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The CPU switches from one program to another almost instantaneously. Thus in
multiprogramming several user programs share the time of the CPU to kept it
It is important to note here that multiprogramming is not defined to be the
execution of instructions from several programs simultaneously. Rather, it does
mean that there are a number of programs available to the CPU (stored in the main
memory) and that a portion of one is executed, then a segment of another, and so
on. Although two or more user programs reside in the main memory
simultaneously, the CPU is capable of executing only one instruction at a time.
Hence at any given time, only one of the programs has control of the CPU and is executing instructions. Simultaneous execution of more than one program with a
single CPU is impossible. In some multiprogramming systems, only a fixed
number of jobs can be processed concurrently (multiprogramming with fixed
tasks) (MFT), while in others the number of jobs can vary (multiprogramming
with variable tasks) (MVT).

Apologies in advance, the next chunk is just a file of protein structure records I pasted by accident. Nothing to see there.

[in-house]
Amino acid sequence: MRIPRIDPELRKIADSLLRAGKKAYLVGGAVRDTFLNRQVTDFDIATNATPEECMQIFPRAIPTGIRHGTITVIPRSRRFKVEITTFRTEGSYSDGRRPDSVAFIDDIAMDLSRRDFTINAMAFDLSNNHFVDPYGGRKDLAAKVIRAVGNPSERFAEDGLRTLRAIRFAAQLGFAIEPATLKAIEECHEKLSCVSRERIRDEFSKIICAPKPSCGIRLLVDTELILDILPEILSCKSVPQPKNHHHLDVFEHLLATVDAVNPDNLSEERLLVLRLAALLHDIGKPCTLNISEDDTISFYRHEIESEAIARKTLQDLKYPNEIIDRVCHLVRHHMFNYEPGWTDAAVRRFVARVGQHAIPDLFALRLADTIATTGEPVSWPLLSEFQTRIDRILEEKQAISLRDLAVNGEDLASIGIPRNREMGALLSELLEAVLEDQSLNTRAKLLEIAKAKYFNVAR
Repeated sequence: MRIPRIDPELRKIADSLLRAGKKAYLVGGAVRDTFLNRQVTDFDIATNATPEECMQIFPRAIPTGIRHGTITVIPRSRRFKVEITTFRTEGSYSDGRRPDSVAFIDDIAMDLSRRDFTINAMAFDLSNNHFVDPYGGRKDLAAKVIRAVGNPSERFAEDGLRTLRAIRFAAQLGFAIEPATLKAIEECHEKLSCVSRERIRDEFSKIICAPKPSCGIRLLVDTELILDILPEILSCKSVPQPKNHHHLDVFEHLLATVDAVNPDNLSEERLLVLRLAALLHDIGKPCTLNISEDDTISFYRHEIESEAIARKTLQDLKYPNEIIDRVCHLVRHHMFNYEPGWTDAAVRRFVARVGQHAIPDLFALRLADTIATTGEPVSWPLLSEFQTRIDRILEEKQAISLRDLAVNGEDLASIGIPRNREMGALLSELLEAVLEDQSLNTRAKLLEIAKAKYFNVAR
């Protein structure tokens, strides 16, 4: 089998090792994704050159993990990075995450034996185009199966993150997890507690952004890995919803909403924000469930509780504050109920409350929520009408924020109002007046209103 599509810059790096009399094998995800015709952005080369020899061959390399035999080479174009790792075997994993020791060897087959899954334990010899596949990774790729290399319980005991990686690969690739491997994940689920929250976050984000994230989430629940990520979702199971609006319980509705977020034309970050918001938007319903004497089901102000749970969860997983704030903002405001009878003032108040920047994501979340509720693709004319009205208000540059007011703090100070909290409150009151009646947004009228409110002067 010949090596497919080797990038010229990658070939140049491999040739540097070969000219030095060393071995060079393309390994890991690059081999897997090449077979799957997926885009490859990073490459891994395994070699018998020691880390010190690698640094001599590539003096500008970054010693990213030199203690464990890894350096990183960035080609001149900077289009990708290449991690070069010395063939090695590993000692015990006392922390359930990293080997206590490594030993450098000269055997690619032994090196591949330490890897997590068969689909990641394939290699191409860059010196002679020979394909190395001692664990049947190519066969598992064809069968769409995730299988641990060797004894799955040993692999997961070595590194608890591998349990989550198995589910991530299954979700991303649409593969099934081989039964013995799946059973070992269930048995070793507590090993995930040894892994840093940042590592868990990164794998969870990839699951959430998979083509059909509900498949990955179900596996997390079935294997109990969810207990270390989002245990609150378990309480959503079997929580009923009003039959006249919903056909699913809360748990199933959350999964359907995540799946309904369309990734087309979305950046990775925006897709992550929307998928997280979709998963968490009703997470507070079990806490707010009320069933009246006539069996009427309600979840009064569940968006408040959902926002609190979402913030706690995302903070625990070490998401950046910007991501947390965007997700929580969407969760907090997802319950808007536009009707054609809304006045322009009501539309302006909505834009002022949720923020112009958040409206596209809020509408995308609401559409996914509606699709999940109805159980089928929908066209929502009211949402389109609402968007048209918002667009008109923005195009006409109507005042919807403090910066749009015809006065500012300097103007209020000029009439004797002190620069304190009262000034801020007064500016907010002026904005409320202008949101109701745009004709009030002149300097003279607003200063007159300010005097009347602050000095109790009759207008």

A typical scenario of jobs in a multiprogramming system is shown in Figure 14.4.
At the particular time instance shown in the figure, job A is not utilizing the CPU
since it is busy writing output data on to the disk (I/O operations). Hence the CPU
is being utilized to execute job B, which is also present in the main memory. Job
C, also residing in the main memory, is waiting for the CPU to become free.
Actually, as shown in Figure 14.5, in case of multiprogramming all the jobs
residing in the main memory will be in one of the following three states -running
(it is using the CPU), blocked (it is performing I/O operations) and ready (it is
waiting for CPU to be assigned to it). In our example, jobs A, B and C are in
blocked, running and ready states respectively. Since job C is in the ready state, as
soon as the execution of job B is completed or job B requires doing I/O operation,
the CPU will start executing job C. In the meanwhile, if job A complet...
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- Spring '14